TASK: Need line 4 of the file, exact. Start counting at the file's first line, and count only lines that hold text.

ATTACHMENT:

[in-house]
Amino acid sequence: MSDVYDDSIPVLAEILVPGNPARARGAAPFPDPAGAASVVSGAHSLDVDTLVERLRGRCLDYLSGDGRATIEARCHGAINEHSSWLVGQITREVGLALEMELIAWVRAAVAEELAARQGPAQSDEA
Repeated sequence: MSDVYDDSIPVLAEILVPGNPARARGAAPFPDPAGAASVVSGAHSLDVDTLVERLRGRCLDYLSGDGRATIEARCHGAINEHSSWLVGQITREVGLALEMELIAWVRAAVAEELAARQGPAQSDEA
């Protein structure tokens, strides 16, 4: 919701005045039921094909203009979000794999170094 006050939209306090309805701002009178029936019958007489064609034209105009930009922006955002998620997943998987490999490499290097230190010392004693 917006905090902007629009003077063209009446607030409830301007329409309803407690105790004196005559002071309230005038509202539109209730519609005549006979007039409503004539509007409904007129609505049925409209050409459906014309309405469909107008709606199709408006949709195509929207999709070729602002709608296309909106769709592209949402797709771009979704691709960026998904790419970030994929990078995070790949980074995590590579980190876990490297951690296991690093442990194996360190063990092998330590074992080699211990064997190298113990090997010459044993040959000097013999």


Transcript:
């Protein structure tokens, strides 16, 4: 919701005045039921094909203009979000794999170094 006050939209306090309805701002009178029936019958007489064609034209105009930009922006955002998620997943998987490999490499290097230190010392004693 917006905090902007629009003077063209009446607030409830301007329409309803407690105790004196005559002071309230005038509202539109209730519609005549006979007039409503004539509007409904007129609505049925409209050409459906014309309405469909107008709606199709408006949709195509929207999709070729602002709608296309909106769709592209949402797709771009979704691709960026998904790419970030994929990078995070790949980074995590590579980190876990490297951690296991690093442990194996360190063990092998330590074992080699211990064997190298113990090997010459044993040959000097013999």